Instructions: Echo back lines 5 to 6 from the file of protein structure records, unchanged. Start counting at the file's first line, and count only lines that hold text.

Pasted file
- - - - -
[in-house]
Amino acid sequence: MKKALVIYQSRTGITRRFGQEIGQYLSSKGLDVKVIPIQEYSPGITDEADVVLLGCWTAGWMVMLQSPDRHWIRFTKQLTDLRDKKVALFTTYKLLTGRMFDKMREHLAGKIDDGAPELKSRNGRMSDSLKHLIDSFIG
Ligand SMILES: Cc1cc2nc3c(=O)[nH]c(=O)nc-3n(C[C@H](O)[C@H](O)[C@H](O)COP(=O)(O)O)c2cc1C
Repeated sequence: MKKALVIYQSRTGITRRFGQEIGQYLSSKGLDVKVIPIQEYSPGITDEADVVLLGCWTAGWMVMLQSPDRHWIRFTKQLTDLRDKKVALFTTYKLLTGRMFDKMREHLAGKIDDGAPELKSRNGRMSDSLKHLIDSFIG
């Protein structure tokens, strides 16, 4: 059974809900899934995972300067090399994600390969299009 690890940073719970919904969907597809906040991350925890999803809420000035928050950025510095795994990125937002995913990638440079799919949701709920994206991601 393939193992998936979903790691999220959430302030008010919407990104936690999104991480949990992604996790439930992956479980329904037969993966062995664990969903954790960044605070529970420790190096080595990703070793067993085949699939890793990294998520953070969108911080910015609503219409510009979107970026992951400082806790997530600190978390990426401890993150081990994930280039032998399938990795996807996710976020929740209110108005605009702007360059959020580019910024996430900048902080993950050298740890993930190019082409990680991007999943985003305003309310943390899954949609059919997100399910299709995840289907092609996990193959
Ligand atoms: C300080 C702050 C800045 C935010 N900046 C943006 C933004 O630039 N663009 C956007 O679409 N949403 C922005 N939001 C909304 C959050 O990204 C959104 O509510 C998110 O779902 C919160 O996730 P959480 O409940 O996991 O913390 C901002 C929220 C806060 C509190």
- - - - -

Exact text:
């Protein structure tokens, strides 16, 4: 059974809900899934995972300067090399994600390969299009 690890940073719970919904969907597809906040991350925890999803809420000035928050950025510095795994990125937002995913990638440079799919949701709920994206991601 393939193992998936979903790691999220959430302030008010919407990104936690999104991480949990992604996790439930992956479980329904037969993966062995664990969903954790960044605070529970420790190096080595990703070793067993085949699939890793990294998520953070969108911080910015609503219409510009979107970026992951400082806790997530600190978390990426401890993150081990994930280039032998399938990795996807996710976020929740209110108005605009702007360059959020580019910024996430900048902080993950050298740890993930190019082409990680991007999943985003305003309310943390899954949609059919997100399910299709995840289907092609996990193959
Ligand atoms: C300080 C702050 C800045 C935010 N900046 C943006 C933004 O630039 N663009 C956007 O679409 N949403 C922005 N939001 C909304 C959050 O990204 C959104 O509510 C998110 O779902 C919160 O996730 P959480 O409940 O996991 O913390 C901002 C929220 C806060 C509190």